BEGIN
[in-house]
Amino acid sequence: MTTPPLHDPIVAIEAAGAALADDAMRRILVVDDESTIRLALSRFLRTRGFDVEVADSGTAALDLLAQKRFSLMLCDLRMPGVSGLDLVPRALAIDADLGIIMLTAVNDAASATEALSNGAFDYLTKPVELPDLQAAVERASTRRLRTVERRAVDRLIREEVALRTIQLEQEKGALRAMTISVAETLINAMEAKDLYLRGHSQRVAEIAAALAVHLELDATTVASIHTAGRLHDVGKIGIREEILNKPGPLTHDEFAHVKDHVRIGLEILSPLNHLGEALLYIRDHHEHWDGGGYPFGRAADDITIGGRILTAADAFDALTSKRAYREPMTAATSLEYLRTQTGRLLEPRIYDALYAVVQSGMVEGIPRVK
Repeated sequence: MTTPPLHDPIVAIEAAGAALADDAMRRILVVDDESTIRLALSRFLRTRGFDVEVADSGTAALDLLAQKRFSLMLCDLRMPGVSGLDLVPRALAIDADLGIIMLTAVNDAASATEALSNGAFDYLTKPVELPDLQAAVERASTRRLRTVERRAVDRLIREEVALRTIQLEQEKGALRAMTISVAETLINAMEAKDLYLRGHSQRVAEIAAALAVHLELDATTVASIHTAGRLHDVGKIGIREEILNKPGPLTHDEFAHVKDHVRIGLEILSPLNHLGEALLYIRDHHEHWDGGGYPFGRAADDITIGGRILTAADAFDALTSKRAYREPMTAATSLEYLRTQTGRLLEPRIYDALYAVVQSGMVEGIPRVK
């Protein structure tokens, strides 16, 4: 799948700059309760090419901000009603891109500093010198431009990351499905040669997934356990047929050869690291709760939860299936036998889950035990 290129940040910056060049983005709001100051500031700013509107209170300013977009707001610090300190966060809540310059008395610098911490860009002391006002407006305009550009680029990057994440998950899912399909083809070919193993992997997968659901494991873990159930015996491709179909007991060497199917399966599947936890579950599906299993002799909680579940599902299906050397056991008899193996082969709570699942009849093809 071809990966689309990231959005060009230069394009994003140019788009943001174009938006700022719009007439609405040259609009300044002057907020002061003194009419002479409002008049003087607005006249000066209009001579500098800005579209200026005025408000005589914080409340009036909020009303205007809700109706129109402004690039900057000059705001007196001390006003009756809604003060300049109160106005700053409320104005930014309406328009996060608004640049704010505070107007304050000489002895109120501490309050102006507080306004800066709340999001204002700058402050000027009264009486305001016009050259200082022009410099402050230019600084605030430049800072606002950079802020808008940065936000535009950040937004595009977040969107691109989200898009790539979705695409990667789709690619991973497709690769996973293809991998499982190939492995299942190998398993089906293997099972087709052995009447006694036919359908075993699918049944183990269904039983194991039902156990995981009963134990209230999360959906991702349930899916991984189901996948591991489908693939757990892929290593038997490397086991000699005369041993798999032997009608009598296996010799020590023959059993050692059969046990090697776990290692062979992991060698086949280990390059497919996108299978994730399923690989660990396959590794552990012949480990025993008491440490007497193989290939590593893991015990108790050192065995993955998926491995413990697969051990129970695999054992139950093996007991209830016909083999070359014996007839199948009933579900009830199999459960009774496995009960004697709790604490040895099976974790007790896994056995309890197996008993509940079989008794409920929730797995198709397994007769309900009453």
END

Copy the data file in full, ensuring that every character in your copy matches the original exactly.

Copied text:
[in-house]
Amino acid sequence: MTTPPLHDPIVAIEAAGAALADDAMRRILVVDDESTIRLALSRFLRTRGFDVEVADSGTAALDLLAQKRFSLMLCDLRMPGVSGLDLVPRALAIDADLGIIMLTAVNDAASATEALSNGAFDYLTKPVELPDLQAAVERASTRRLRTVERRAVDRLIREEVALRTIQLEQEKGALRAMTISVAETLINAMEAKDLYLRGHSQRVAEIAAALAVHLELDATTVASIHTAGRLHDVGKIGIREEILNKPGPLTHDEFAHVKDHVRIGLEILSPLNHLGEALLYIRDHHEHWDGGGYPFGRAADDITIGGRILTAADAFDALTSKRAYREPMTAATSLEYLRTQTGRLLEPRIYDALYAVVQSGMVEGIPRVK
Repeated sequence: MTTPPLHDPIVAIEAAGAALADDAMRRILVVDDESTIRLALSRFLRTRGFDVEVADSGTAALDLLAQKRFSLMLCDLRMPGVSGLDLVPRALAIDADLGIIMLTAVNDAASATEALSNGAFDYLTKPVELPDLQAAVERASTRRLRTVERRAVDRLIREEVALRTIQLEQEKGALRAMTISVAETLINAMEAKDLYLRGHSQRVAEIAAALAVHLELDATTVASIHTAGRLHDVGKIGIREEILNKPGPLTHDEFAHVKDHVRIGLEILSPLNHLGEALLYIRDHHEHWDGGGYPFGRAADDITIGGRILTAADAFDALTSKRAYREPMTAATSLEYLRTQTGRLLEPRIYDALYAVVQSGMVEGIPRVK
């Protein structure tokens, strides 16, 4: 799948700059309760090419901000009603891109500093010198431009990351499905040669997934356990047929050869690291709760939860299936036998889950035990 290129940040910056060049983005709001100051500031700013509107209170300013977009707001610090300190966060809540310059008395610098911490860009002391006002407006305009550009680029990057994440998950899912399909083809070919193993992997997968659901494991873990159930015996491709179909007991060497199917399966599947936890579950599906299993002799909680579940599902299906050397056991008899193996082969709570699942009849093809 071809990966689309990231959005060009230069394009994003140019788009943001174009938006700022719009007439609405040259609009300044002057907020002061003194009419002479409002008049003087607005006249000066209009001579500098800005579209200026005025408000005589914080409340009036909020009303205007809700109706129109402004690039900057000059705001007196001390006003009756809604003060300049109160106005700053409320104005930014309406328009996060608004640049704010505070107007304050000489002895109120501490309050102006507080306004800066709340999001204002700058402050000027009264009486305001016009050259200082022009410099402050230019600084605030430049800072606002950079802020808008940065936000535009950040937004595009977040969107691109989200898009790539979705695409990667789709690619991973497709690769996973293809991998499982190939492995299942190998398993089906293997099972087709052995009447006694036919359908075993699918049944183990269904039983194991039902156990995981009963134990209230999360959906991702349930899916991984189901996948591991489908693939757990892929290593038997490397086991000699005369041993798999032997009608009598296996010799020590023959059993050692059969046990090697776990290692062979992991060698086949280990390059497919996108299978994730399923690989660990396959590794552990012949480990025993008491440490007497193989290939590593893991015990108790050192065995993955998926491995413990697969051990129970695999054992139950093996007991209830016909083999070359014996007839199948009933579900009830199999459960009774496995009960004697709790604490040895099976974790007790896994056995309890197996008993509940079989008794409920929730797995198709397994007769309900009453």